Joshua Ruff, curator of Carriage and History Collections at the Long Island Museum in Stony Brook, visited the Farmingdale-Bethpage Historical Society Sunday to speak about carriages.
"People are used to seeing them in the movies and television and not in real life," Ruff said. "The fact that we have the authentic real thing, and people can see how it worked and how they were important to American society in the 19th century, it's a really valuable thing."
Ruff has been with the Long Island museum since 1997, but the Carriage Museum was founded in the early 1950's. Recent additions have been made since 2003.
"We've added new galleries to the Carriage Museum over the last seven years so every time we add something new, there's a big response," Ruff said. "We still have a long way to go in the process."
At the Carriage Museum, viewers can find six different galleries depicting the extensive history of society's first mode of transportation. Museum-goers are taken through the transportation of Long Island in the 1800s, how carriage were made and different styles of carriages through the years.
Mildred Johnston, president of the Farmingdale-Bethpage Historical Society, reached out to Ruff to attend Sunday's meeting.
"We're very familiar with the carriage museum. It's not static, it changes," she said. "He's extremely accurate, and he brings a nice personality to the subject."
William Johnston, a Farmingdale historian and board member of the Historical Society, appreciated Ruff's presentation and plans to visit the Carriage Museum again this year. "I enjoyed the presentation very much," he said. "It's informative and entertaining, and helps pull a lot of events and trends together."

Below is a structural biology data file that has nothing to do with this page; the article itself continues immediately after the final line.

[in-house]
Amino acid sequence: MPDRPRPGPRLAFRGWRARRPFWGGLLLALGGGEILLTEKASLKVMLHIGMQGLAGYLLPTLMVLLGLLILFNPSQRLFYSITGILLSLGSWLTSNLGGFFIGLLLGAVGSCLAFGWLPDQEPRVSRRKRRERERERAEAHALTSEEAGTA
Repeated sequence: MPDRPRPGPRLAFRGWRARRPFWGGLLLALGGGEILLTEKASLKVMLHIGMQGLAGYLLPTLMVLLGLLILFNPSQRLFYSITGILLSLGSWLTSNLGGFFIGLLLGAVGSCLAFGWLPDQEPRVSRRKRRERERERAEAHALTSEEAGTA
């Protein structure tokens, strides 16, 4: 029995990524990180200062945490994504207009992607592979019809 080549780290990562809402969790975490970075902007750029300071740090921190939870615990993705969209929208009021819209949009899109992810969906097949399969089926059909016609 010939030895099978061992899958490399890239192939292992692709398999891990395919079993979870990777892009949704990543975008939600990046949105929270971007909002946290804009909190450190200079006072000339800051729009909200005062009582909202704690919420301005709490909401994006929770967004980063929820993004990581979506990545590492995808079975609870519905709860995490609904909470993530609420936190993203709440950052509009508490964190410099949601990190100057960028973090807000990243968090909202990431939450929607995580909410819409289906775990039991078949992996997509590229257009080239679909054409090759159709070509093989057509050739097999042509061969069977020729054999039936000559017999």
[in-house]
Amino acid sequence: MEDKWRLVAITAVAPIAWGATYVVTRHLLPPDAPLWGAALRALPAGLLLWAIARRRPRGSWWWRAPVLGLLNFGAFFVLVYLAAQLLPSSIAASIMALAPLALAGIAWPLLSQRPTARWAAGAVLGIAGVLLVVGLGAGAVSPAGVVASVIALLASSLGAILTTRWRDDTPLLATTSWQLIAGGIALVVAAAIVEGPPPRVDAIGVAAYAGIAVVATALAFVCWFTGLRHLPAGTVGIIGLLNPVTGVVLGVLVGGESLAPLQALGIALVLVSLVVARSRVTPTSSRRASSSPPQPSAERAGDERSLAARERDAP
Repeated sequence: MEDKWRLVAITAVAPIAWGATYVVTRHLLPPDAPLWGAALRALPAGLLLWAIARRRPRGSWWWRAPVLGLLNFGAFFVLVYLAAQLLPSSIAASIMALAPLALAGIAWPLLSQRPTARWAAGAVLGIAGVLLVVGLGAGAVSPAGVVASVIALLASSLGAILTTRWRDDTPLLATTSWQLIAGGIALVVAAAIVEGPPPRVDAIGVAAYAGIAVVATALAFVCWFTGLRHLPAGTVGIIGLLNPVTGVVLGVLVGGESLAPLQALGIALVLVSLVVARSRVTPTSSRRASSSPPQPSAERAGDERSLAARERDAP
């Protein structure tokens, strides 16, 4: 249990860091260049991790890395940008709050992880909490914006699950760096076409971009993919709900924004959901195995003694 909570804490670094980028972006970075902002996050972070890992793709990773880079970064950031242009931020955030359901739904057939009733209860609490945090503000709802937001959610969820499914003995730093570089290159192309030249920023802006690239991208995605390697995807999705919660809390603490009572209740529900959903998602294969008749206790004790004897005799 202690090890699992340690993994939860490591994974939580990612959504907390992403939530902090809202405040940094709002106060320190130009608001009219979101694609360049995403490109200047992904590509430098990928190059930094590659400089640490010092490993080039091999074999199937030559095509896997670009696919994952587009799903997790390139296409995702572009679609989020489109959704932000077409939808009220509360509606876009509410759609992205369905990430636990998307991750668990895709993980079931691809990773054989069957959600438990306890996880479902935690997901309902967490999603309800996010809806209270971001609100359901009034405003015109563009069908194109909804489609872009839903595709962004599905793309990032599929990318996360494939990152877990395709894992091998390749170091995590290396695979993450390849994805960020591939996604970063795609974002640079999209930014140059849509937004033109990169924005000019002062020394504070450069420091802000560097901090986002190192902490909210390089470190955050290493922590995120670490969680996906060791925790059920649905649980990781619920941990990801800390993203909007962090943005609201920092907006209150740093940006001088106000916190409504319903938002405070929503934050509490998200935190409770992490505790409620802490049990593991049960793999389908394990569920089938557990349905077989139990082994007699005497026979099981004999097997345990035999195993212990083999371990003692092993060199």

Ruff has worked with the Historical Society in the past, speaking about local subjects like the history of Levittown and Long Island movies. He has showcased the presentation on carriages to many groups across Long Island recently and plans to continue to in the future.
The Farmingdale-Bethpage Historical Society has devoted their time to the rich history of Long Island since 1965. Each month, the Historical Society holds public meetings for members old and new. Up until recently, they have met at the , but due to renovations, the group has been holding their meetings in the board room at .
"In this time where a lot of us are struggling, there are things you can do close to home," Ruff said of the museum. "I hope Long Islanders know it's a resource they have right here, that they can come see all the time."